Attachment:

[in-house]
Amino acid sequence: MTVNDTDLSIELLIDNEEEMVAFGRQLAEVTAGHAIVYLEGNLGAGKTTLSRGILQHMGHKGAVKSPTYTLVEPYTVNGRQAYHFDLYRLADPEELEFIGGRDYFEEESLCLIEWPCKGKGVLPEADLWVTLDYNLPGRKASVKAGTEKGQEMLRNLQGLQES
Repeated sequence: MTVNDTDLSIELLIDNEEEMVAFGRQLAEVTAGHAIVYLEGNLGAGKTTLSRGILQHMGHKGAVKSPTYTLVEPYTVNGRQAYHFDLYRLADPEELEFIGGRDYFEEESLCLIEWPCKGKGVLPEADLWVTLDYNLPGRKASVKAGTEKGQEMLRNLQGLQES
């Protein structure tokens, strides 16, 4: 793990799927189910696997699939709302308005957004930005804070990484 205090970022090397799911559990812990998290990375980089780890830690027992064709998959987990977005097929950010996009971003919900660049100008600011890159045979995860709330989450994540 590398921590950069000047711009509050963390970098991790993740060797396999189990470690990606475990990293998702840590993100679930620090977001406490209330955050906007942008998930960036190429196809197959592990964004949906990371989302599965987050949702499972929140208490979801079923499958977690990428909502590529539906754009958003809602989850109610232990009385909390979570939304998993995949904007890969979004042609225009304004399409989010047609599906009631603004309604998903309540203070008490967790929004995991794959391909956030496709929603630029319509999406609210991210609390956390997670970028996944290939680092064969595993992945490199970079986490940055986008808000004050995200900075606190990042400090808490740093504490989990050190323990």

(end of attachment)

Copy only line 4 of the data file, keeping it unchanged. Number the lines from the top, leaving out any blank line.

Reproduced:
């Protein structure tokens, strides 16, 4: 793990799927189910696997699939709302308005957004930005804070990484 205090970022090397799911559990812990998290990375980089780890830690027992064709998959987990977005097929950010996009971003919900660049100008600011890159045979995860709330989450994540 590398921590950069000047711009509050963390970098991790993740060797396999189990470690990606475990990293998702840590993100679930620090977001406490209330955050906007942008998930960036190429196809197959592990964004949906990371989302599965987050949702499972929140208490979801079923499958977690990428909502590529539906754009958003809602989850109610232990009385909390979570939304998993995949904007890969979004042609225009304004399409989010047609599906009631603004309604998903309540203070008490967790929004995991794959391909956030496709929603630029319509999406609210991210609390956390997670970028996944290939680092064969595993992945490199970079986490940055986008808000004050995200900075606190990042400090808490740093504490989990050190323990």